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[freehaven-dev] Announcing O'Reilly Chapter, Outline
So David alluded to a "chapter" in a previous email, without giving more
specifics (or context) what we were actually discussing. For about a
week or two, we've been in contact with an editor at O'Reilly publishing
(Andy Oram). He initially contacted us because O'Reilly plans to
publish a book on peer-to-peer systems within the next few months, in
order to capture the Napster/Gnutella/Freenet hype.
Basically, we are going to contribute one chapter (20-30 pages or so) to
the book. There should be about 8-10 individuals/groups contributing.
The topic we are focusing on is:
Accountability, Flooding control and resource management
This topic can be largely summarized in Roger's reply to Ian Clarke
about accountability measures in current peer-to-peer systems. We'll
also include within that a 5-page or so description of Free Haven.
One of the big goals is to point out the wrong assumptions people often
make about micropayments schemes and the like: it's not to get rich,
it's to provide accountability.
Anyway, I'm attaching a very rough outline I drew up. Comments, input,
suggestions, etc. are all welcome...the due date for first draft is
This is exciting!
I. Overview: why we need it
A. Problem: flood control and resource management
1. Tragedy of the Commons
2. Difficulties in paying for public goods (Mancur Olson)
B. Types of attacks
1. Flooding storage space
2. DoS on communication link (bandwidth)
C. Preventions/protections from attacks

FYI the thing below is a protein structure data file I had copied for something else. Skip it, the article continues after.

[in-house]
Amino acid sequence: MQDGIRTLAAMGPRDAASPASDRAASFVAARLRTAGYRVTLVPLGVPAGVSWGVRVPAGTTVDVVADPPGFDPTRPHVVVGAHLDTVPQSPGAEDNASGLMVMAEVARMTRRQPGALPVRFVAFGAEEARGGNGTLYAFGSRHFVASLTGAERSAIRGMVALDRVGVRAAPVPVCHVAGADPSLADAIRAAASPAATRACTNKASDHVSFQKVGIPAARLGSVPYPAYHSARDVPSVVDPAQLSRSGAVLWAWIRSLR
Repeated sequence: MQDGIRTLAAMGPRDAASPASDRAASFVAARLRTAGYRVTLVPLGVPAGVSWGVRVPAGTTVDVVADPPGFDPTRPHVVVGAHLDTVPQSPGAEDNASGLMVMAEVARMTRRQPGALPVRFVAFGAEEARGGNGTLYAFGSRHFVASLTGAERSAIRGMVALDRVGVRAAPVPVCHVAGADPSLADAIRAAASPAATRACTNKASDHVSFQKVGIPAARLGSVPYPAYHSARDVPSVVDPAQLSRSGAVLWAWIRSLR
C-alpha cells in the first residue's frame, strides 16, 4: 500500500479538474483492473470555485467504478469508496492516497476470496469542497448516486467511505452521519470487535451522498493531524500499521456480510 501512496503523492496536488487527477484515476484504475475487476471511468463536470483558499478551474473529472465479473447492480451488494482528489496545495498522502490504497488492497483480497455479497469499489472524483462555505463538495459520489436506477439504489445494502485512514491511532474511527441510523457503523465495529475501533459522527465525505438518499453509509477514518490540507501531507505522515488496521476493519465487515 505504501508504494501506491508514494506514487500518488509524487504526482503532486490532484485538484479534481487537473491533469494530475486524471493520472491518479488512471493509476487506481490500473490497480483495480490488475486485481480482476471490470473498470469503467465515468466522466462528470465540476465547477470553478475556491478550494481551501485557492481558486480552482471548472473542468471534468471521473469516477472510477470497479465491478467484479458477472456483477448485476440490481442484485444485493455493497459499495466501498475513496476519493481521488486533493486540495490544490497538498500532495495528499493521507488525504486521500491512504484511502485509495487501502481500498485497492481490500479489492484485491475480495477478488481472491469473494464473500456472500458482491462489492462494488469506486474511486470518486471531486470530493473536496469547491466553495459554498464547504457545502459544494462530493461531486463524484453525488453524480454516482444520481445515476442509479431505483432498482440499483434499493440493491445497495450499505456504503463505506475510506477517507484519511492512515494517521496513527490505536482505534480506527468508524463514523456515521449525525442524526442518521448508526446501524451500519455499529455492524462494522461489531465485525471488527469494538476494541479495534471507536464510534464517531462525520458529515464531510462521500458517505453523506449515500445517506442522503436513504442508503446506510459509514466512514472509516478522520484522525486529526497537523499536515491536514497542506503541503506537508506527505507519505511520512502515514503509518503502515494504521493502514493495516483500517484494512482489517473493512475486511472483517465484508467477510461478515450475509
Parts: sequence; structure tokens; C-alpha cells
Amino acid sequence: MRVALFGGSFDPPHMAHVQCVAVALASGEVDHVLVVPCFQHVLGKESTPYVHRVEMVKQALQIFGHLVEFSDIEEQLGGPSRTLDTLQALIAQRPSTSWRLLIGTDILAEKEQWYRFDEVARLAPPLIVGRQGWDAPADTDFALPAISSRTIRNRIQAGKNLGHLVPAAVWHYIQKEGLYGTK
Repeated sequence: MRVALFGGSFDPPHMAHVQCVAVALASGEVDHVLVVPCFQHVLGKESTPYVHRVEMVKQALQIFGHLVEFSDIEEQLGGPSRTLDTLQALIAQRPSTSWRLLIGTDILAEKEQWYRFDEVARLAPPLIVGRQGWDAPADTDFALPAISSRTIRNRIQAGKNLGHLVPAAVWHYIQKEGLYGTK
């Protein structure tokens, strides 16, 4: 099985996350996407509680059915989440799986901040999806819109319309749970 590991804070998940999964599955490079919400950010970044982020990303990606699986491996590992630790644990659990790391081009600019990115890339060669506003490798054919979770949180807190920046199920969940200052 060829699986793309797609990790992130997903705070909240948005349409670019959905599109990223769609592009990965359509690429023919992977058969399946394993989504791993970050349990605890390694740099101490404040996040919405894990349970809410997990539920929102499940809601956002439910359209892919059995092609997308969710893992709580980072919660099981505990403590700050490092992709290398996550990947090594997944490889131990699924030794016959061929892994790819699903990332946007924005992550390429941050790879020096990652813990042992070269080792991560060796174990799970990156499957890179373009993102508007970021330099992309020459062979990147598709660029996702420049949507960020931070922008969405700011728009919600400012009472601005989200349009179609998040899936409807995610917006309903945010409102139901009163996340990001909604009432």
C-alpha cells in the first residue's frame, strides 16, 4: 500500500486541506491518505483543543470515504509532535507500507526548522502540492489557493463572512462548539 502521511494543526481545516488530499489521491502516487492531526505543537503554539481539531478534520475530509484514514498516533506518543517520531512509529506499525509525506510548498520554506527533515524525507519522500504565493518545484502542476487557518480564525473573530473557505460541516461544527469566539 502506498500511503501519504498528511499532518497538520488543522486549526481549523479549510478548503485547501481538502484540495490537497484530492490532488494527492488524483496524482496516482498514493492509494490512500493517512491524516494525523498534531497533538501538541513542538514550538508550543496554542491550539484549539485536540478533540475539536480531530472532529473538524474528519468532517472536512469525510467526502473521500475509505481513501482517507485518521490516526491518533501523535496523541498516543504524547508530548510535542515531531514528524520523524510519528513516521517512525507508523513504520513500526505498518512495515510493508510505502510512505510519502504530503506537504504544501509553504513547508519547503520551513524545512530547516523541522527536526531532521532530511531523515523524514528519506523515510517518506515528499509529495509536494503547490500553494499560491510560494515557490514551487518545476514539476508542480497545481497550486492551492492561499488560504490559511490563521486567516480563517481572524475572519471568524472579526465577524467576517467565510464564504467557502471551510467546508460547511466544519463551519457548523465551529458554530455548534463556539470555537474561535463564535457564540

II. Difficulties: why it's not easy
B. Need for dynamic-ness in decentralized system
1. Easy to join and leave the system
2. No centralized / few static server points
C. Comparison to real world identification
1. Non-static/permanent IDs (nyms)
2. Difficulty in binding negative attributes
(users can just take on a new nym?), unlike
rl where SSN are bound to "permanent files"
in centralized databases (credit history,
law enforcement, etc.)
3. Comparison to "spot" checking in rl: make
penalty prohibitively large to prevent people
from taking "risk." This model does not extend
as easily to non-static ids.
D. Judging behavior v. intent
1. The importance of differentiating these
two aspects: do we only care if data is
present / protocol has been followed
properly, or is it important to differentiate
those who maliciously break protocol?
2. The need for automated decision-making,
and the difficulties that entails (hard
to judge "intent")
E. The balance between gaining positive and
1. If positive attributes are too easy to gain,
attackers can more quickly and easily damage
2. If negative attributes are too easy to gain,
"good" nodes can too quickly lose "reputation"
do to behavioral problems (not intent).
F. Methods to minimize damage that adversaries
(intentional or not) can inflict on the system
III.Historical examples of accountability requirements
A. Non peer-to-peer / centralized servers
1. TTP models
2. PGP Keyservers
B. System successes/failures
C. What we've learned
IV. Peer-to-Peer models
A. Projects and accountability systems used
Freenet, Gnutella, Publius, FreeHaven, MojoNation,
Blocks, Eternity USENET, Intermemory, Eternity, ...
B. Accountability methods
"Pricing via Processing", Moni Naor et al, 1991
a. ecash (Chaum, Brands)
b. hashcash (Adam Back), Payword (Rivest and Shamir)
c. client puzzles (Brainard and Juels)
d. b-money (Wei Dai)
e. bread pudding (Jakobsson and Juels)
2. Reputation and Trust networks
3. Caching (only storage)
Akamai and Freenet style
4. SYN cookies (only bandwidth)
V. Social considerations
(??? This entire section might not fit well with
out theme, and might fit better with the concept
of "Trust" Andy talked with Publius about)
A. Requirements for targetted audience
B. How computational "accountability" leads to
real-life trust in a system
C. Cultural assumptions
VI. Open problems, Future Directions, ...
"Not all those who wander are lost." firstname.lastname@example.org